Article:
CrimProf Blog

Editor: Kevin Cole
Univ. of San Diego School of Law

Thursday, July 19, 2012

Arcila on US v. Jones

Arcila fabioFabio Arcila Jr. (Touro College - Jacob D. Fuchsberg Law Center) has posted GPS Tracking Out of Fourth Amendment Dead Ends: United States v. Jones and the Katz Conundrum (North Carolina Law Review, Vol. 91, No. 1, 2012, Forthcoming) on SSRN. Here is the abstract:

United States v. Jones, which reviewed the constitutionality of warrantless GPS tracking, may be the most important Fourth Amendment opinion since the Supreme Court decided Katz v. United States over four decades ago. Jones was a highly anticipated decision because it was widely understood that the stakes at issue extended well beyond those of the specific parties involved or questions being reviewed. Depending upon how the Court resolved the case, its decision promised to have ramifications for numerous core Fourth Amendment doctrines, and in turn for many governmental activities either currently or potentially subject to the Fourth Amendment, activities as varied as routine criminal law enforcement investigations, technological surveillance for either criminal or civil purposes (through GPS but also other means, such as location tracking capabilities embedded in individuals’ cellular telephones), and national security, to name but a few.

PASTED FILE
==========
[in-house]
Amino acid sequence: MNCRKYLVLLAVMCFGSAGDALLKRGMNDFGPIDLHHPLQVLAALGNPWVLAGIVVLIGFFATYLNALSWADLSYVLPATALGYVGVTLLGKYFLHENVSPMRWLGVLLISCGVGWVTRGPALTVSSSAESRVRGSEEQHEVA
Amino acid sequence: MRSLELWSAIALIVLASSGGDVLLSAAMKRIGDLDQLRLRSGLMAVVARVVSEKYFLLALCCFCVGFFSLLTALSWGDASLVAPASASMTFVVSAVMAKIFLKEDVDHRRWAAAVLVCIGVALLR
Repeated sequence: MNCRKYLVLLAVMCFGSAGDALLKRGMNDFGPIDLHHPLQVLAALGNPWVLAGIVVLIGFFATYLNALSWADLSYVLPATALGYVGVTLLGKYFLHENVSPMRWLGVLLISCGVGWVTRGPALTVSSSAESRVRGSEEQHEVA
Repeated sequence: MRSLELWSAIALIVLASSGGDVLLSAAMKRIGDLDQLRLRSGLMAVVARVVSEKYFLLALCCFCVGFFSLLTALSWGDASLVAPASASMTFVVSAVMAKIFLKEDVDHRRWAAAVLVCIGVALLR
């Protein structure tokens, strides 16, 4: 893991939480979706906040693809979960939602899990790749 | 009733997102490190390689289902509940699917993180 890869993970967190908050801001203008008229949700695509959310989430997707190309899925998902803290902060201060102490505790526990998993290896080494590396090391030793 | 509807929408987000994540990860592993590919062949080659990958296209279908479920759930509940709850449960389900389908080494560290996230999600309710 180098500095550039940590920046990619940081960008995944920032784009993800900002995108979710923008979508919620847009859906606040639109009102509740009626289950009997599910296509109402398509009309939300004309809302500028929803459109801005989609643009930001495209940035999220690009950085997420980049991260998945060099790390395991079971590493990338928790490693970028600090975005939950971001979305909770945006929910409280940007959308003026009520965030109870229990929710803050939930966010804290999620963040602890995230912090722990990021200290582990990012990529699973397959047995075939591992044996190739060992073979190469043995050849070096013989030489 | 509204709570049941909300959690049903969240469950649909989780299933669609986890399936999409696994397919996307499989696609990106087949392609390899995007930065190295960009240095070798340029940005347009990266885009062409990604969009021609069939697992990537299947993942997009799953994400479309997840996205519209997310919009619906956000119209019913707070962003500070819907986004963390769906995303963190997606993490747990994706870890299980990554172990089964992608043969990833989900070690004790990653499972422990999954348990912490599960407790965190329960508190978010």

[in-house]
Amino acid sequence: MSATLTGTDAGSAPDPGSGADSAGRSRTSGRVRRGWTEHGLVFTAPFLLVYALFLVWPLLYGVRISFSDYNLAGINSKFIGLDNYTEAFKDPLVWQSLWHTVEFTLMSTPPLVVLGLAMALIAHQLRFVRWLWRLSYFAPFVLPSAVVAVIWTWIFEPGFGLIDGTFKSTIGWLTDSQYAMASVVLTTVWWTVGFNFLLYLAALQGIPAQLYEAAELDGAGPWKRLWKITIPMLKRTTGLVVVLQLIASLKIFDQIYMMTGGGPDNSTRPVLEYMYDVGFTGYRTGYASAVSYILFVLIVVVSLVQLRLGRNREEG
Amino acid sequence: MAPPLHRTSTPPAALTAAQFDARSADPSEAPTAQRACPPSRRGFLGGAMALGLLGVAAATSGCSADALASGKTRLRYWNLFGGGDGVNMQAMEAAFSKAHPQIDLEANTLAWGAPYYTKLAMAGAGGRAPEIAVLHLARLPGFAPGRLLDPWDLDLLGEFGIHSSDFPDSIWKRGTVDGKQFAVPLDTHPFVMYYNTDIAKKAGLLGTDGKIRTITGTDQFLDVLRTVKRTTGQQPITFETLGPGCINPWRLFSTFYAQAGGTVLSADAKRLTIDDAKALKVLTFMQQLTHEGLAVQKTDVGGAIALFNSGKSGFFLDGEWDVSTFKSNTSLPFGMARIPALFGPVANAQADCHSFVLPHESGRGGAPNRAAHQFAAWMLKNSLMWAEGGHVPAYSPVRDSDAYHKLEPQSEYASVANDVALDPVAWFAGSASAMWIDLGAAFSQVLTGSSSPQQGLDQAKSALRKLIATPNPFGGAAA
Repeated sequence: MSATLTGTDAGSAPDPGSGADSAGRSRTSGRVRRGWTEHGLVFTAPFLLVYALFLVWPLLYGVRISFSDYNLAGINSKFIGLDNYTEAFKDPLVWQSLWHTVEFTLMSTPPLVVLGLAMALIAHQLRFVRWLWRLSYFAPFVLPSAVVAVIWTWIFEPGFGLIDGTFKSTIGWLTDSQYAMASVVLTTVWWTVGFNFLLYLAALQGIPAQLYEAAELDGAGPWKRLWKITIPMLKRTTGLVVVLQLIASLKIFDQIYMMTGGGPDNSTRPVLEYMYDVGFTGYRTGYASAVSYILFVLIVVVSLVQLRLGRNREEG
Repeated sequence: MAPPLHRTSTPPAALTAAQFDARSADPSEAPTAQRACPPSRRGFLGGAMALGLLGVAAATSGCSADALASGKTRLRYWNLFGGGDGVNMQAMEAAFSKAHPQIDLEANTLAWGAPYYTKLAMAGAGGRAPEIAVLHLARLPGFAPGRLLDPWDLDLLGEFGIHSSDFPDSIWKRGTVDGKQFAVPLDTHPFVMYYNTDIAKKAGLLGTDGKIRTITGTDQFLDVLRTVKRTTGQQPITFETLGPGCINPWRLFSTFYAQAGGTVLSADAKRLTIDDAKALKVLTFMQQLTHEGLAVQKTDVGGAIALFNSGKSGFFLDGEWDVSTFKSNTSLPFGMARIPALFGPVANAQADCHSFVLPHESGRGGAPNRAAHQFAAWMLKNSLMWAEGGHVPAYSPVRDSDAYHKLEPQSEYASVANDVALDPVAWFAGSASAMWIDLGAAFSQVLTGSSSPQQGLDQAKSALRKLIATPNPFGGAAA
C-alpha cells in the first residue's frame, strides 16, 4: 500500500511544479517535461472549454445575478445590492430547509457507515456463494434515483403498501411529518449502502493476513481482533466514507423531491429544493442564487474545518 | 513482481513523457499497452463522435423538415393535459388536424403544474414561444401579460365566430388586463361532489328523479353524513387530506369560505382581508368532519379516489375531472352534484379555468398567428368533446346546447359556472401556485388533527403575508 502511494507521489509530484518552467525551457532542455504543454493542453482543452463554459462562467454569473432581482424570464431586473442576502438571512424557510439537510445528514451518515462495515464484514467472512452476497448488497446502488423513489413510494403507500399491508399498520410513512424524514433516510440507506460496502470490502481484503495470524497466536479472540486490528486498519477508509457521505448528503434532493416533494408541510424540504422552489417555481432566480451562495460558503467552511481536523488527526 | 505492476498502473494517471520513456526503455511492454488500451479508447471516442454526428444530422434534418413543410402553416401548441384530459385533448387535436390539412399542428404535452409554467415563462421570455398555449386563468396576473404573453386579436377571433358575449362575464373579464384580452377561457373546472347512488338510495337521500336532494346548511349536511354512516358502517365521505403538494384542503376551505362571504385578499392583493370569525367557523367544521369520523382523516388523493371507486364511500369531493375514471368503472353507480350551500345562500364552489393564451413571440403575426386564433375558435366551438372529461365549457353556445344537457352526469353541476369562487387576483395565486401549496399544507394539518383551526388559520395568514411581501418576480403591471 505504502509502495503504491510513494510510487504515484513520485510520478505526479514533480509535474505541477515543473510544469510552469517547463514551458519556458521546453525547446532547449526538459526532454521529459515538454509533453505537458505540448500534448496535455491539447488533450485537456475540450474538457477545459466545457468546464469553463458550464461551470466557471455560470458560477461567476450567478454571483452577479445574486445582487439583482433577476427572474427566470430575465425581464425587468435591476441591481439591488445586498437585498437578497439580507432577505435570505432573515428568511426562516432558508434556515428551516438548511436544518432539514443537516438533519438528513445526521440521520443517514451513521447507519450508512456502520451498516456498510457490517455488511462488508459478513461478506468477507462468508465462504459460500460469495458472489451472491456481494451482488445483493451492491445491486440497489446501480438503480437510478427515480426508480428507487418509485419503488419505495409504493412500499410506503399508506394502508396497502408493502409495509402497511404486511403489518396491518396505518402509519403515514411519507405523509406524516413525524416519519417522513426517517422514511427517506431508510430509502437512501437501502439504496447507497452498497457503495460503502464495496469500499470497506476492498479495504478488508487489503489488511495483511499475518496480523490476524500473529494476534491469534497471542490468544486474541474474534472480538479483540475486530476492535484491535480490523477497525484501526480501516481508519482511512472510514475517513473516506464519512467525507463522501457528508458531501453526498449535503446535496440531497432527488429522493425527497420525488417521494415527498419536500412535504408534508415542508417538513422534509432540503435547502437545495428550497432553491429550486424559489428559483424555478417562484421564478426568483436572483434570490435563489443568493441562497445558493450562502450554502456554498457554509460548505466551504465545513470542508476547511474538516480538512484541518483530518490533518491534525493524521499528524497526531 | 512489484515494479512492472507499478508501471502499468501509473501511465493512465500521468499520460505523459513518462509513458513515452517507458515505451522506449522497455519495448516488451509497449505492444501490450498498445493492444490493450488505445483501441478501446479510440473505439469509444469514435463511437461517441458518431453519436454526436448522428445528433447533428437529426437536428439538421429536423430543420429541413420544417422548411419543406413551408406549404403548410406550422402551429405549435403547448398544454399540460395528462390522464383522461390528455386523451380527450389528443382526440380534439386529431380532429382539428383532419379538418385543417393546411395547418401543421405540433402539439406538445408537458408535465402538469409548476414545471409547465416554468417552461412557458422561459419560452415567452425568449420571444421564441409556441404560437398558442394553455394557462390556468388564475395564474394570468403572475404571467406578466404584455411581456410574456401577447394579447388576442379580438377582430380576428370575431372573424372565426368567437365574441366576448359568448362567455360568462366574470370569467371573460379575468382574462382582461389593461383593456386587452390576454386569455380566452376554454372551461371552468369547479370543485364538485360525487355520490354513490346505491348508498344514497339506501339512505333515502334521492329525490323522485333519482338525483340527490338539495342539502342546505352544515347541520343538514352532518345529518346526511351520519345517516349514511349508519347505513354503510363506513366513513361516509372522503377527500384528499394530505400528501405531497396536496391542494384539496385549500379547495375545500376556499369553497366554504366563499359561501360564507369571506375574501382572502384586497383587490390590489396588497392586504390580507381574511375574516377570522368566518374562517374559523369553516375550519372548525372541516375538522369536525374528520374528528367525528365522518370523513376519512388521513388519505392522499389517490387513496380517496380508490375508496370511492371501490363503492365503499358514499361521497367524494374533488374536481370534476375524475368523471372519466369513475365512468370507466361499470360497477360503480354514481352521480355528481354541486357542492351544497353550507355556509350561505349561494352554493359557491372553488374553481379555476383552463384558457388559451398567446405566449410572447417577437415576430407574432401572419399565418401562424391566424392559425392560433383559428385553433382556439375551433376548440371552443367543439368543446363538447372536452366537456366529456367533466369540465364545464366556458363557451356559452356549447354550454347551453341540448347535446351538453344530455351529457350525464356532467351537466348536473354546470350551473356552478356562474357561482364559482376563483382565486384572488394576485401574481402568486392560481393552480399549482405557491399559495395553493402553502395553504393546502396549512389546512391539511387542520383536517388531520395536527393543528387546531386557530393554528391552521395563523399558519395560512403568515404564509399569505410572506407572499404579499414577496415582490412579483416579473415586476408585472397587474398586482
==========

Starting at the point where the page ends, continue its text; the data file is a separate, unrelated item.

The attention devoted to Jones by the legal community and public at large was fully merited. The Supreme Court greatly surprised everyone by ruling unanimously that the GPS tracking at issue was subject to Fourth Amendment protections. More substantively, however, the decision resulted in three separate opinions applying vastly different rationales. This forthcoming article explains the Jones decision, situating it within the broader framework of constitutional search and seizure law; analyzes and critiques the various opinions; and explores the many varied, significant implications that Jones either will or may have for the future of Fourth Amendment jurisprudence.

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